I actually owned a juicer once before. It was my only late-night infomercial purchase ever (okay fine, a mineral makeup commercial once sold me hard, but I didn’t actually buy the brand that was advertised… I shopped around). It was a Jack Lalanne version that cost far more—even in 1997 or whatever it was then—than my recent purchase, and my parents made me return it because it was a pain in the ass to clean. Not so with my new one. Ain’t nobody sending this baby back.
Its purchase was inspired in part by a film that my friend Colette recommended I watch on Netflix streaming, “Fat, Sick and Nearly Dead.” As we all know, I am already an organic, local food freak so I generally skip over the food documentary titles (seeing how most Americans eat just gives me bad dreams at night). But Colette said this film made her cry, and embarked on a thirty day juice fast of her own as soon as she finished watching it. As Aaron and I flipped through possible movie selections a few nights later, I suggested that we watch it. He agreed, without enthusiasm. He even pulled the New Yorker off of an end table to thumb through while “watching” with me. But by about mid-way into the movie, he hadn’t so much as opened the mag. It’s not that the film is either expertly made or even at all unpredictable. It’s just that seeing people heal themselves (and return from “nearly dead,” for real… think 400 pound depressed, diabetic trucker alone in a beach house for a week with a juicer) through simple lifestyle and nutrition changes is amazing. Don’t tell him I told you, but Aaron got a little choked up, too.
So then I got this book, Juicing, Fasting and Detoxing for Life, which rubbed me entirely the wrong way in its introduction (the author, Cherie Calbom, refers to all women as “this lady”… switch it up, already!) but had me thoroughly engrossed by Chapter One. Calbom details—and I mean details—each of the body’s major organ systems (totally helpful as I was making my way through an Anatomy and Pathology class at the time) and how to systematically cleanse each one. To be honest, I was a little wary of this whole line of thinking before I read the book; the word ‘cleanse’ just conjures images in my mind of anorexic Hollywood starlets… nothing healthy about that. But it makes sense to me that our organs that spend all of our lives filtering metabolic waste could really use a thorough cleaning themselves, sometimes, just like the various filters in our homes and cars. If our organs function efficiently, metabolic misfires will be less likely. But beyond staving off disease (or, as Cambom testifies to, curing it), efficient function also equates to more energy availability for other things. Like everyday life. And I can use as much of that as I can get.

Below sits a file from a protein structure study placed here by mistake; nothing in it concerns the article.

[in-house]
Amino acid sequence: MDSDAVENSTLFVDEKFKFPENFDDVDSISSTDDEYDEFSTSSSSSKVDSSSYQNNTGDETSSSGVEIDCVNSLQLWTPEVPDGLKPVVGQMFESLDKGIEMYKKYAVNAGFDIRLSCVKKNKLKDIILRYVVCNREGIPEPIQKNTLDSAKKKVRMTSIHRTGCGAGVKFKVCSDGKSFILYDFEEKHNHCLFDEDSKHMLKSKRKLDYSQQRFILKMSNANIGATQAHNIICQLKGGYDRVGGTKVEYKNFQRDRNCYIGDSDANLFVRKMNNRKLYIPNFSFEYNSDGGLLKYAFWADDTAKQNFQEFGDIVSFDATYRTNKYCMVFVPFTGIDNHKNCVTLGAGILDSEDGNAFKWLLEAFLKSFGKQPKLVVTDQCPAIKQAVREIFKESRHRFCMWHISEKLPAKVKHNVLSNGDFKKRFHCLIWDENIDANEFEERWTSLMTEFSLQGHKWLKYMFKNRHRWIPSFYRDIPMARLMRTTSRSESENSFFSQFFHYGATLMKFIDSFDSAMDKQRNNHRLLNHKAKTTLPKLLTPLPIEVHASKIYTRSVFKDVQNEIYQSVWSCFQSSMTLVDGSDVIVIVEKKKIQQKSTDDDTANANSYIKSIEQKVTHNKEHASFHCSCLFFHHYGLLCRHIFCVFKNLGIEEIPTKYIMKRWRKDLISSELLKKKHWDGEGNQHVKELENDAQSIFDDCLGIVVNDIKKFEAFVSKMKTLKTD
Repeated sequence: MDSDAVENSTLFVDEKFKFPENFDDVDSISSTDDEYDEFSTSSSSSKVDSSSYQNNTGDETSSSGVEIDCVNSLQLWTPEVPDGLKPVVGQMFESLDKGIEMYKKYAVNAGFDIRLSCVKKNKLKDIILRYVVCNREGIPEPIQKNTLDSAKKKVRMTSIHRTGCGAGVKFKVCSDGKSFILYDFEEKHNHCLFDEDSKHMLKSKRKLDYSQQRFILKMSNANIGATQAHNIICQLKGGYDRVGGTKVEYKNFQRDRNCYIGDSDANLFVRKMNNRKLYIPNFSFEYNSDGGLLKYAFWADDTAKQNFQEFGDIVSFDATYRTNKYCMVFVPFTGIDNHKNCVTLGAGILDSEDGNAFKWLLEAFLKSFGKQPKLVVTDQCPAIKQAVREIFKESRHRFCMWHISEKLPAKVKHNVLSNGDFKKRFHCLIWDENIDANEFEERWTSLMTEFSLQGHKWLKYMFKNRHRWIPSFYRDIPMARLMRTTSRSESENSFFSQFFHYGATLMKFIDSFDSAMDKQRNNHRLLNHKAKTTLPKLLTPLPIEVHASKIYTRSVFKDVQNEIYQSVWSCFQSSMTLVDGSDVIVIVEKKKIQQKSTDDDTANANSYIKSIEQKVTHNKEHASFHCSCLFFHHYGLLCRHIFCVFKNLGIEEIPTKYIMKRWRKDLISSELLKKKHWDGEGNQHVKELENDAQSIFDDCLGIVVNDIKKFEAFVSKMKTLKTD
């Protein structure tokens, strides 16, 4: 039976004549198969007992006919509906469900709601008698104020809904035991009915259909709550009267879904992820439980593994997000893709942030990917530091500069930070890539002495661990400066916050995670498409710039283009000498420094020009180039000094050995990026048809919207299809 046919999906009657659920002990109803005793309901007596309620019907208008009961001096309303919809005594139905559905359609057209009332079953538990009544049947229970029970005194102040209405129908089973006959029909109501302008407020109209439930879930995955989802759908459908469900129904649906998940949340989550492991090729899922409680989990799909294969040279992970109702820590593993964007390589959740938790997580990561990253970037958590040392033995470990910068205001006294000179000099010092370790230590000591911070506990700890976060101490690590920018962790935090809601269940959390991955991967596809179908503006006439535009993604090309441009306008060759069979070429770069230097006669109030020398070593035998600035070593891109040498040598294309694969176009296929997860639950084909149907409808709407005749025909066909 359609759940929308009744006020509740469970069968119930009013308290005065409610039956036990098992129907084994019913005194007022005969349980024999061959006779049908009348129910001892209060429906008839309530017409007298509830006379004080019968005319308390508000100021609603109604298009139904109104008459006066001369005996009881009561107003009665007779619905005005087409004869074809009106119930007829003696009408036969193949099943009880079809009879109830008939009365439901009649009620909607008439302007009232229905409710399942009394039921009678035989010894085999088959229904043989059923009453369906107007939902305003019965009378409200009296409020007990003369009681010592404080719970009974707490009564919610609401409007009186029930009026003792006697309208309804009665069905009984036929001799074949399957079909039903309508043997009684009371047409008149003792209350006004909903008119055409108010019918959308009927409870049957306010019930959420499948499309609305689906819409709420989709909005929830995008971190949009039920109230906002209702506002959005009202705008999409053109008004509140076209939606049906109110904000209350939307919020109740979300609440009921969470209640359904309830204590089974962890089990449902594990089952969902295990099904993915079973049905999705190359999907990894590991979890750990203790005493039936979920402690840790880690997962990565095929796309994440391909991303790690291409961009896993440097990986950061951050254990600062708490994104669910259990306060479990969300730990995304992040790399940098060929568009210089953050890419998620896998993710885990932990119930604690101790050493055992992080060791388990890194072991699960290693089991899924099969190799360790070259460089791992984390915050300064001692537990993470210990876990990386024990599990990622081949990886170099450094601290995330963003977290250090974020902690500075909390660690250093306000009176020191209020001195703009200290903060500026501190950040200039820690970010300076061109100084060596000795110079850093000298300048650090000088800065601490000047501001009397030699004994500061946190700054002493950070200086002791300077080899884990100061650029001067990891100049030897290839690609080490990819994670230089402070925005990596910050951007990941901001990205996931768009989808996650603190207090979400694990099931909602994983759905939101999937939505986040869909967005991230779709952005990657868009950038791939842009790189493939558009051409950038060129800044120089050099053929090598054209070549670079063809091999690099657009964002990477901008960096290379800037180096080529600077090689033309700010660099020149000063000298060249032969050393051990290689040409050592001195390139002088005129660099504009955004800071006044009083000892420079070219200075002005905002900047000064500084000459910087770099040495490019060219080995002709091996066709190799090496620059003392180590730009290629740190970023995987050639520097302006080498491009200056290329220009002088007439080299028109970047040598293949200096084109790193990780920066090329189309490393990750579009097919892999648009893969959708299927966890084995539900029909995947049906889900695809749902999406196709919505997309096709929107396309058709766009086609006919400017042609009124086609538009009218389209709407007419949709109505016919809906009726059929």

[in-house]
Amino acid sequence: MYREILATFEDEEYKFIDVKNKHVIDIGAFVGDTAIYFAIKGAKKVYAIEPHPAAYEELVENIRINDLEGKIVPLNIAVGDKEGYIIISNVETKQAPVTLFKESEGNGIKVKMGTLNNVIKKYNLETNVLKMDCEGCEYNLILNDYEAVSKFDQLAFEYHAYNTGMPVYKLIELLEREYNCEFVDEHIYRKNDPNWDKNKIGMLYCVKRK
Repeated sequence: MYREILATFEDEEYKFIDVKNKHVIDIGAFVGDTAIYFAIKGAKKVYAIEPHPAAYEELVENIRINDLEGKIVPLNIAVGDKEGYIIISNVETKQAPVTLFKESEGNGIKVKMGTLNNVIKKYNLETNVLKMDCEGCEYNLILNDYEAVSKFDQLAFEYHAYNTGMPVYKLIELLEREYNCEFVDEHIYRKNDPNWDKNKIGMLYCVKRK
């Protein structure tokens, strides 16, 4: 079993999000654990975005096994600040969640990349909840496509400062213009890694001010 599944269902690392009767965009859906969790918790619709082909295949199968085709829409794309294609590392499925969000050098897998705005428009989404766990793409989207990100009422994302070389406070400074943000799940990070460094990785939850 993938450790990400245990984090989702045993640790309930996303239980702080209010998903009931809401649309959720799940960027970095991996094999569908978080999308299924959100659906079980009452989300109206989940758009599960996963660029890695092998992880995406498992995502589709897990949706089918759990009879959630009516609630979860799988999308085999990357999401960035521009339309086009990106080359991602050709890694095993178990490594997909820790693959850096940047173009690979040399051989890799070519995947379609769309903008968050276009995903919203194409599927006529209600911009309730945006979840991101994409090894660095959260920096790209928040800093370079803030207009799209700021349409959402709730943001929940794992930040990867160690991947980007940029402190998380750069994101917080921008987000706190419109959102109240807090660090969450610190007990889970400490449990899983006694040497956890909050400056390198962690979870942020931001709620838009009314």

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I haven’t done any of the actual cleanses outlined in Calbom’s book (been doing a lot of massage, and just finished moving… neither of which is particularly conducive to having to, um, flush large quantities of toxins), but like I said, I’ve been juicing on a daily basis. I stick with mostly vegetables to make the juices alkaline (most foods we eat in this culture tilt our body toward 'acidic', and it takes a lot of work to keep the balance between the two), and drink a glass in the afternoon as a pick-me-up when I feel like passing out but have many hours of work and activity ahead. It does pick me up. And it shoots a ton of vitamins and minerals straight into my system. Calbom says that, from there, they seek out and bind to whatever shouldn’t stay in you, and help keep internal things shiny and clean. I buy it.
Aaron drinks the juices I make, too. Kaspar tasted some carrot-ginger juice I whipped up for him, but he wasn’t into it. He’s not big into beverages beyond his hemp milk (plus Chinese herbs… shhhhh). Maybe when he’s no longer allergic to most fruits (fingers crossed), I’ll be able to make something that appeals to him more. I like my whirring juice machine! It’s saving me cash, too, since I no longer swing by The Daily Juice, a popular little shop that has a few locations around Austin, on a regular basis (btw, when Aaron’s cousin came to town, he remarked how hot all of the girls who work at The Daily Juice are. And it’s true. They are. Juice brings out the sexy in you!). I don’t think most juice shops use organic juices—they certainly didn’t in New York, even in health food stores— so I also like that I know exactly what's in my homemade concoctions (not a big fan of guzzling pesticides).
I’m planning, in the back of my mind, to try doing a week-long just-juice fast—or as Colette called it, “feast” — at some point in the near future, and, depending on how that feels, then making my way (at a reasonable pace, with good, long, whole food re-centering phases in between each round) through the organ system cleanses. If it doesn’t seem to work for my body, I’ll stop, and still consider the experiment a success. If it does work, I might do this annually or bi-annually or whatever. Week-long juice fasts can be conducted up to once a quarter, too, which sounds perfectly doable.
Anyway, I’m having fun with my new kitchen toy, and curious about what it can do. Tell me— do you have a juicer? Do you use it? Have you ever done a juice (or some other kind) cleanse? What are your favorite combinations of fruits and veggies for juicing?